Sunday, August 22, 2010

Happy Birthday to ME!!!

I know, I know you've heard it before...Get to know your local shaper! There are soooo many reasons, and really if you are reading this I'm preaching to the choir...but there is another aspect of this relationship that you may have not thought about. Yes, you need to get to know your shaper, but you need your shaper to get to know you as well! This does not mean that you should come down and waste your shaper's time when he, or she is trying to shape your board! I mean that you should surf with your shaper. To really get the most out of the shaper/surfer relationship, your shaper needs to be familiar with how you surf. A lot of people think that the reason you get a custom board is to get the exact board you want...usually at a discount. But the real reason you should be getting your new board custom made is to get the board you NEED. If the person that is making your board is familiar with the way you surf (the way you really surf...not the way you surf in your head) and where you want to take your surfing...he, or she will be able to design a board that will get you there... or at least get you headed down the right path. Am I just fishing for dinner dates and invitations to the ranch? Maybe, but in the end you will progress faster and be a better surfer.

Let's take myself as an example, shall we? As the wife of a shaper I usually feel a little like the cobbler's daughter. (You know, without any shoes) My quiver tends to consist of hand-me-downs, and left-overs (albeit, some very nice hand-me-downs) . It's actually only recently that I can even claim to have a quiver. I have, for some time now been subtly, and not so subtly asking Jon to make me a board that I can use to transition from a long to a shortboard. Well I recently had a birthday, and guess what I got as a gift???? (gift giving has become so easy since I learned to surf!) I asked Jon what his thought process was on the design, and I was pleasantly surprised by the depth of the answer he gave me.

Taken from my conversation with my shaper (and husband) Jon Wegener...

I know you've been wanting a shorter board, and you are going to need a smaller board for steeper drops and hollower waves, and I've been thinking about a board that my brother Tom handed down to me. It was a Rick Surfboard shaped by Phil Becker...I kind of based it off that a little bit. That was a great board, me and about half my friends learned to surf on that board.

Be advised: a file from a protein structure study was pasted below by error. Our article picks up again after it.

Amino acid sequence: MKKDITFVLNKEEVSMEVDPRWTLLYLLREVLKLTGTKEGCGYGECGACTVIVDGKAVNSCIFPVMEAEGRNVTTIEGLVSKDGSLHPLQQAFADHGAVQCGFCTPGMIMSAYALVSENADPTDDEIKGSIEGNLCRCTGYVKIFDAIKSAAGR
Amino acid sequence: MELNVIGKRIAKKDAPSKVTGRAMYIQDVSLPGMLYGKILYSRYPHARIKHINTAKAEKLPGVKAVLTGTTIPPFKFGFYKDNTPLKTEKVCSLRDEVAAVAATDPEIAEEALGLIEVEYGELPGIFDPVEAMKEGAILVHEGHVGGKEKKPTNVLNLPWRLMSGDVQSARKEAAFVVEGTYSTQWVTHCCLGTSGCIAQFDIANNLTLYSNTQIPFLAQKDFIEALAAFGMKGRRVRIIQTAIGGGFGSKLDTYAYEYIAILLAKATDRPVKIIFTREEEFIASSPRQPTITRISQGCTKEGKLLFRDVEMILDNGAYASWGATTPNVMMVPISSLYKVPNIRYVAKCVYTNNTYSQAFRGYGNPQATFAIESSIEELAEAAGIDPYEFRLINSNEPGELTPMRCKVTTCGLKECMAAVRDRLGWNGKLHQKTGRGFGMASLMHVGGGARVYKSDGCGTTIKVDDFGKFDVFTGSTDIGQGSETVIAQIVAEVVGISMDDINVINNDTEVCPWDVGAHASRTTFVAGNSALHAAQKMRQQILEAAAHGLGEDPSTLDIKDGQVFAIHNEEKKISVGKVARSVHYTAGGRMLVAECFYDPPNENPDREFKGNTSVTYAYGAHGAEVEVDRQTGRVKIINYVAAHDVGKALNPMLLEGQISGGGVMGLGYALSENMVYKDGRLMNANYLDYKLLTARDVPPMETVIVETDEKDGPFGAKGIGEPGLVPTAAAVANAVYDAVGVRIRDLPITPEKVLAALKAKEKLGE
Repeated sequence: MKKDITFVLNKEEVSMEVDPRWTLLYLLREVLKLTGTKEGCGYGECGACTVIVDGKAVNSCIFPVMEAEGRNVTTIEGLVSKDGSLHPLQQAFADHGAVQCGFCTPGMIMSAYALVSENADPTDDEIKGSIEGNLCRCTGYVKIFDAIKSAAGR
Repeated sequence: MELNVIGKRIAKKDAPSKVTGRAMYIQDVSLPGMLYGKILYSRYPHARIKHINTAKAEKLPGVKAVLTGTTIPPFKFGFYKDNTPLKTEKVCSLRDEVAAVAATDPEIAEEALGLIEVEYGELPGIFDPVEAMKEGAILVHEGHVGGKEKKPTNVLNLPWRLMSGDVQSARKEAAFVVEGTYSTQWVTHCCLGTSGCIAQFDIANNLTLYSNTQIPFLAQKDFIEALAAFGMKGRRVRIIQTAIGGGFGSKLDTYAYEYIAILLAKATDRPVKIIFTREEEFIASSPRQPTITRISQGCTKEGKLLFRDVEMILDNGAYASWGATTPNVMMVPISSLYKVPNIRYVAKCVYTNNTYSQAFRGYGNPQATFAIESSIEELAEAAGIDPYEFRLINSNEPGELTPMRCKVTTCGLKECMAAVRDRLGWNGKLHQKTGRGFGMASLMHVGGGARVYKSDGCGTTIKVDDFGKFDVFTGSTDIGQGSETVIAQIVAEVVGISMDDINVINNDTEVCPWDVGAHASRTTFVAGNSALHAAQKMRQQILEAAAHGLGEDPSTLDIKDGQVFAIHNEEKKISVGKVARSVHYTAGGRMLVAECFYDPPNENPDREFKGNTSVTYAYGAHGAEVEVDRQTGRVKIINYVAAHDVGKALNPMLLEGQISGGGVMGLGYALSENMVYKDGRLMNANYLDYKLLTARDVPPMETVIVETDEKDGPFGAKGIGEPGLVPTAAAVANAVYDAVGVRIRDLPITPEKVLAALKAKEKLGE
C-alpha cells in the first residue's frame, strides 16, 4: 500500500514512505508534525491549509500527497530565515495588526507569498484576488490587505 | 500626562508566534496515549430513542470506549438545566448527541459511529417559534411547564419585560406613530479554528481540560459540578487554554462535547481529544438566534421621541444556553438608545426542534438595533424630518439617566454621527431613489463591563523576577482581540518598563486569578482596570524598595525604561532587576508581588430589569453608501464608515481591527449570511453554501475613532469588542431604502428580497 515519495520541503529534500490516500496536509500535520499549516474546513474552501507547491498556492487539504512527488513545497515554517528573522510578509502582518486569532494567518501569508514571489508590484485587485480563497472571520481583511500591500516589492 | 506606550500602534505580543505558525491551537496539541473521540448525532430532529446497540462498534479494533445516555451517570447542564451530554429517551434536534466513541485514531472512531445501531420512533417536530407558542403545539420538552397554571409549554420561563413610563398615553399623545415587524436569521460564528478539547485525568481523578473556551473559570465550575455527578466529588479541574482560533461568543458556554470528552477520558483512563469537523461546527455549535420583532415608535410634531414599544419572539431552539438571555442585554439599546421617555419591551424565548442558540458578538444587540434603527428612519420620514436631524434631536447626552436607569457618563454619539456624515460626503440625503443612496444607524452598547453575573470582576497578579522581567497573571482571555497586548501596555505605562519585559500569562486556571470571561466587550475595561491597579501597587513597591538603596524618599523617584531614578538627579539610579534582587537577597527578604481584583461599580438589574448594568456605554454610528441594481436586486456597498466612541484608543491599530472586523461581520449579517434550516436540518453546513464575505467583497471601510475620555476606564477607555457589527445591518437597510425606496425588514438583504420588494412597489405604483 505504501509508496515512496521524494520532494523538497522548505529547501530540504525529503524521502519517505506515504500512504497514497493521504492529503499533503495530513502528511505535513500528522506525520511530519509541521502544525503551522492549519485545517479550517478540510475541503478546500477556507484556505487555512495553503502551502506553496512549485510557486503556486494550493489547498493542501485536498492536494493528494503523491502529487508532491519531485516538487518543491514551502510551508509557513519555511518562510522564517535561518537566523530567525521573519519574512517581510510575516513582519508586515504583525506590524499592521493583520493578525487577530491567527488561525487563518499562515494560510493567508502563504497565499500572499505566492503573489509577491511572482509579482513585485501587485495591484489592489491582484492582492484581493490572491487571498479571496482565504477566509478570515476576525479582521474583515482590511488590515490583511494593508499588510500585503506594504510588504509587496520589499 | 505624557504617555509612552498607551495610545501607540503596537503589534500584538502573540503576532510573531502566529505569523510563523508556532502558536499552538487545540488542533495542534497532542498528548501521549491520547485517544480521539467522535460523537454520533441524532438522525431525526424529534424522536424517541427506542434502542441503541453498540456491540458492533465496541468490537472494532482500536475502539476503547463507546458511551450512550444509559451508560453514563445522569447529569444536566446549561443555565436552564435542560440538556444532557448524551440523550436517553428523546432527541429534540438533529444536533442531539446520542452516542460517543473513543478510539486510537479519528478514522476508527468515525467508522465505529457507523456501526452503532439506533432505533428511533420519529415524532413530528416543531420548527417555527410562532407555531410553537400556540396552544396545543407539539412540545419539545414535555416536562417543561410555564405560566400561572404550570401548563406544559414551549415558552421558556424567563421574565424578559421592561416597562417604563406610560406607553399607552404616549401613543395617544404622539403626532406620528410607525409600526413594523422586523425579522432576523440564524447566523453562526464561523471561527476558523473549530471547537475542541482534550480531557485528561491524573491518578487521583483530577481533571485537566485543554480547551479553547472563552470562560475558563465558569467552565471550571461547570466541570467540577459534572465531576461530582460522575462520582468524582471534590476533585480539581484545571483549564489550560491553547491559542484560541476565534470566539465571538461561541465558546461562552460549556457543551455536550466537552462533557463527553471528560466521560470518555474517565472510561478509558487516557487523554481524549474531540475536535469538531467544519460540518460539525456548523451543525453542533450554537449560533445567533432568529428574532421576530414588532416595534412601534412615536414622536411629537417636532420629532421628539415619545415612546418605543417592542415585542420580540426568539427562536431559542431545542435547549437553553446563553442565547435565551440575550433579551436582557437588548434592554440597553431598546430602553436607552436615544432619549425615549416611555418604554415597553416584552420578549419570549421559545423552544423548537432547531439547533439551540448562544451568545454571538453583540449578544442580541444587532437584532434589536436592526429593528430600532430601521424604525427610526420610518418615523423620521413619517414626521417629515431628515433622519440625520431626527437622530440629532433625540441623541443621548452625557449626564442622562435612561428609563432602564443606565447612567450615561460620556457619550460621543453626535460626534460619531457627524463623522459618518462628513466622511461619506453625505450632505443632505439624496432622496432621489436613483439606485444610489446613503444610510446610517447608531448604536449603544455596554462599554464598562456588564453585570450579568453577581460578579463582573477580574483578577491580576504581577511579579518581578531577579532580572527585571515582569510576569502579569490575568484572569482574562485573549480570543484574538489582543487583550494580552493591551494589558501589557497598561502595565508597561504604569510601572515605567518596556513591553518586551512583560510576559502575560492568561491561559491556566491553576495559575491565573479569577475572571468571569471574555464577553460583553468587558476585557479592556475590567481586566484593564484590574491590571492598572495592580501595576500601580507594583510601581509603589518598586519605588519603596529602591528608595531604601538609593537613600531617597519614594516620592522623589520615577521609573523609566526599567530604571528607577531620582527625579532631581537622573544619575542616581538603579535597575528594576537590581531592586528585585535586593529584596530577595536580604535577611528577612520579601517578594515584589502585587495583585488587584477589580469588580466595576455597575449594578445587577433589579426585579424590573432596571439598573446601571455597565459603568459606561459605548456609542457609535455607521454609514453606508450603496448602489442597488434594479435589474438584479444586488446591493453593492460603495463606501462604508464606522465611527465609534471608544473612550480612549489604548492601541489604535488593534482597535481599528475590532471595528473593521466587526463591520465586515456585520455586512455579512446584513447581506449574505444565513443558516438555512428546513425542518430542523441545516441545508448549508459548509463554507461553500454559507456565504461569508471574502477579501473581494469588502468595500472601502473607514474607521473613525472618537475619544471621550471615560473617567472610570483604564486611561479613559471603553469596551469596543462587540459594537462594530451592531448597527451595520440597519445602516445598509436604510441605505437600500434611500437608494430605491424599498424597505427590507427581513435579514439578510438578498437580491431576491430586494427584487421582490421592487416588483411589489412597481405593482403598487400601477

The nose of your board is semi-full...I wanted to keep it kind of full to help with your paddling. The width is carried farther back into the hips to keep it volumous. But then the board has a bump winger on the tail to use as a pivot point. You tend to surf from the middle of the board so that long straight rail will let you turn from the middle of the board like you do on your longboard, but the bump wing will act as a pivot point so that when you do learn to step back and turn with your back foot you will be able to do a tighter turn. It will loosen it up and make the board feel like a short board.

Why a single-fin? Your surfing lends itself to a single-fin...single-fins generate speed by moving up the board, and by trimming...not from doing roller coaster etc.

Tom told me I couldn't get a new board until I tube-rode that old Rick. (Do you think Jon was trying to give me a hint with that comment???-r)


Now, most of you will never have a shaper that knows you as intimately as my shaper knows me;) but the idea is still valid. If the person that makes your boards knows you and how you surf, and you give them the creative freedom to make you what you need, not just the board you will be a better surfer for it.

That sort of relationship is what the pros have with their shapers...but the beginner would benefit tremendously from that sort of relationship as well. Now Jon (or any other shaper, for that matter) does not have the time to watch video of you surfing and give you feedback...but he does like to surf. And while he doesn't talk much in the line-up, he is paying close attention to what is going on around him including how people surf, and how boards work for them. That is his job, and his passion after all.

And if you don't have a shaper that you are getting to know...I'm willing to share mine! shaper...not my husband!



  1. What a great post and belated Happy Birthday!

  2. Happy Birthday, Rosa!
    Love, Cher and Steve

  3. Thanks was a very happy birthday indeed. And it has been really fun surfing on my new board! r